Between the Rhymes: Flesh It Out Or Build Up To It?

In my many years of professional writing, I’ve noticed two patterns that are prominent in almost every really strong song that I write.  In my book, “Song Building”, I lay out the way I outline or blueprint my songs.  And, I’ve written about that in American Songwriter articles as well.  

As I have dived deeper into the blueprinting I discovered these two patterns within that practice and had a great “aha” moment.  In most of my songs that turn out great, I either start out with my big idea for that section of the song and then flesh it out or I build up to the big idea and use it at the end of the section.

For example, the big idea for my song “Must Be Doin’ Somethin’ Right” in the first verse was “Women are hard for me to understand”,  So, we started out that section with the line:

 “A woman is a mystery, a man just can’t understand”

Then Jason Matthews and I started fleshing that idea out.  That verse wound up like this:

A woman is mystery, a man just can’t understand
Sometimes all it takes to please her is the touch of your hand
And other times, you’ve gotta take it slow and hold her all night long 
Heaven knows there’s so many ways a man can go wrong

So, we said a variation of our big idea right off the bat.  Then we explained what we meant.  Say it, then tell the listener what you mean.  That technique works time and time again.  

We continued that method in verse two.  The big idea in that verse was “Show me how to love you better”, so we wrote:

Anywhere you wanna go, baby show me the way
I’m open to suggestions, umm whatever you say
Tonight’s about giving you what you want whatever it takes
Girl I hope I’m on the right road, but judging by the smile on your face

That method of saying it and then fleshing it out finds its way into more than 75% of my songs.  I’ve just found that it works really well for most ideas.  At other times, I find that I have a hook that needs the other approach.  Many of these hooks are titles that are sort of a “punchline” that you don’t want to give away at the beginning of the section.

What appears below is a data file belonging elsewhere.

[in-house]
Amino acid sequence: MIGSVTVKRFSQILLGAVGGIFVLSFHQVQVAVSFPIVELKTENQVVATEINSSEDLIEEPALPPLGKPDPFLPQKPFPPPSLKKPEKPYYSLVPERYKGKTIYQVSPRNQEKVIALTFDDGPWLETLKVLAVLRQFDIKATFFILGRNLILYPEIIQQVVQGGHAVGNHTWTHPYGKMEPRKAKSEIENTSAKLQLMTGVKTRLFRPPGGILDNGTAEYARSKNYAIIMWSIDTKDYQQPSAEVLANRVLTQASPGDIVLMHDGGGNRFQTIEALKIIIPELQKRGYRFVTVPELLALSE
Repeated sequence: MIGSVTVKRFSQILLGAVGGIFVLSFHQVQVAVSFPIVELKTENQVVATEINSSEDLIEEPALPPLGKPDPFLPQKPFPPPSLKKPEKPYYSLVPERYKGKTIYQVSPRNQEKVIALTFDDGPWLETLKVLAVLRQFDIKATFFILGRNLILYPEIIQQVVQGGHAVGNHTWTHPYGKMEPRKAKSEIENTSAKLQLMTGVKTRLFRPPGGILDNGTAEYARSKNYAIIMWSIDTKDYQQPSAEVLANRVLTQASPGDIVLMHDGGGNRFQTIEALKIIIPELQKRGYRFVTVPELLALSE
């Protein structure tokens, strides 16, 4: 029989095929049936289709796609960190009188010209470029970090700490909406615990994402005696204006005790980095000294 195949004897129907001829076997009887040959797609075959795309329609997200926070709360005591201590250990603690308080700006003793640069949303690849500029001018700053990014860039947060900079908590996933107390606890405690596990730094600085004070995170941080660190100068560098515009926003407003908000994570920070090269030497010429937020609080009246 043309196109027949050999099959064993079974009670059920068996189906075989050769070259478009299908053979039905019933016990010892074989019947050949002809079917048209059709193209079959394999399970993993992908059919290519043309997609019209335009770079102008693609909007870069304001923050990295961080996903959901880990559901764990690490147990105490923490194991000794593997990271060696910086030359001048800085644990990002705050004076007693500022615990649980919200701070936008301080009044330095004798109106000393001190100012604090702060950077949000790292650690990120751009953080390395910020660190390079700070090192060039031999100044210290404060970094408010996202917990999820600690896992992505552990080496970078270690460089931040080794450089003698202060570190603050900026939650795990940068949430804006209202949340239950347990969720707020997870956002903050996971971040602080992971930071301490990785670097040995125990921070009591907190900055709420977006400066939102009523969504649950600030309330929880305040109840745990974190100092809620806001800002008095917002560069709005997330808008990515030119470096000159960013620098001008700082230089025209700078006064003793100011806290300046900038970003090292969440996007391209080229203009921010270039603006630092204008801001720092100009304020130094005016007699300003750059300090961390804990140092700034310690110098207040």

I had a song recorded by country artist Craig Morgan called “Fish Weren’t Bitin’”.  The story in the song was about a guy who takes his girlfriend fishing and, because the fish weren’t biting, he got to rub sunscreen on her, make out with her and then maybe even more – I’ll ever tell.  The whole point of the song relied on the listen finding out something at the end of the section.  So, for example, one of our choruses goes like this:

So she took off her shirt, said “I’ll get a little sun”
Handed me the Coppertone, man I had me some fun
I rubbed it in real good and I didn’t miss a spot
I got to see that little pink bikini top
Cause the fish weren’t bitin’

The big idea of the fish not biting only worked because you heard that line at the end of the section. Imagine if we had said that line at the top of the chorus.

The fish weren’t bitin’
So she took off her shirt, said “I’ll get a little sun”
Handed me the Coppertone, man I had me some fun
I rubbed it in real good and I didn’t miss a spot
I got to see that little pink bikini top
Cause the fish weren’t biting

The whole joke is ruined.  Likewise, in our bridge, we had the idea that it would be REALLY funny if the listener finds out that the singer intentionally didn’t bait the hooks on purpose SO the fish wouldn’t bite and he could make out with his girl.  So, Jimmy Yeary and I wrote the bridge this way:

We still laugh about that fishin’ trip we took
To this day, she don’t know, I didn’t bait the hook

Again, that’s only funny because it’s last.  In each instance, we built up to the big idea and then it landed with a bigger (funnier) impact.  

Each day, when I write, I ask myself which of those two approaches works best with my title.  Do I say my big idea and then flesh it out?  Or, do I lead up to my big idea and drop it like a mic? Both are powerful techniques, but it’s important to decide which one to use before you start writing.  

Figuring out that approach in the beginning of the write helps you (and your co-writers if you have them) all get on the same page.  It also helps you craft your lyric intentionally.  You’re not trying to come up with just any old line, you’re trying to come up with a line that builds up to or fleshes out your big idea in each section.  That can be a game changer!

Marty Dodson is a seven-time, No. 1 hit songwriter who has had songs recorded in country, rock, pop, bluegrass, K-Pop, J-Pop and musical theatre.  His greatest songwriting achievement is knocking Psy out of the #1 spot in South Korea with his song “Bounce”.  He co-founded SongTown, the world’s leading songwriter education site, with fellow hit writer Clay Mills and is passionate about teaching people to write better songs. Visit SongTown.com for 10 free videos!

Photo by Soundtrap on Unsplash

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